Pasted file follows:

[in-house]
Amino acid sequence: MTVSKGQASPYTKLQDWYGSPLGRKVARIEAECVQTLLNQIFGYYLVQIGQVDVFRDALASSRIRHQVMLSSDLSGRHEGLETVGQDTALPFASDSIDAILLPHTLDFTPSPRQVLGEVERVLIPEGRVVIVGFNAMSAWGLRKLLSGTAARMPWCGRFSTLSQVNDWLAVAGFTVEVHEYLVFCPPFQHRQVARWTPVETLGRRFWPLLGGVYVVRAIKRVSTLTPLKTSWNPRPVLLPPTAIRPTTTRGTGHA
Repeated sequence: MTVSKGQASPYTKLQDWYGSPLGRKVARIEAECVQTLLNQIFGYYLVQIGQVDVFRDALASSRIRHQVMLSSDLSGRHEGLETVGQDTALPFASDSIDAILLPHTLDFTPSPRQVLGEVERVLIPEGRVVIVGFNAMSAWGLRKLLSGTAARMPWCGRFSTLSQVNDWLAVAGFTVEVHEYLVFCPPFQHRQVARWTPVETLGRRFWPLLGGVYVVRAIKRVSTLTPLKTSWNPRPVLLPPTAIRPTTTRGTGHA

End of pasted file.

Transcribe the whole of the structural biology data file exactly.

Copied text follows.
[in-house]
Amino acid sequence: MTVSKGQASPYTKLQDWYGSPLGRKVARIEAECVQTLLNQIFGYYLVQIGQVDVFRDALASSRIRHQVMLSSDLSGRHEGLETVGQDTALPFASDSIDAILLPHTLDFTPSPRQVLGEVERVLIPEGRVVIVGFNAMSAWGLRKLLSGTAARMPWCGRFSTLSQVNDWLAVAGFTVEVHEYLVFCPPFQHRQVARWTPVETLGRRFWPLLGGVYVVRAIKRVSTLTPLKTSWNPRPVLLPPTAIRPTTTRGTGHA
Repeated sequence: MTVSKGQASPYTKLQDWYGSPLGRKVARIEAECVQTLLNQIFGYYLVQIGQVDVFRDALASSRIRHQVMLSSDLSGRHEGLETVGQDTALPFASDSIDAILLPHTLDFTPSPRQVLGEVERVLIPEGRVVIVGFNAMSAWGLRKLLSGTAARMPWCGRFSTLSQVNDWLAVAGFTVEVHEYLVFCPPFQHRQVARWTPVETLGRRFWPLLGGVYVVRAIKRVSTLTPLKTSWNPRPVLLPPTAIRPTTTRGTGHA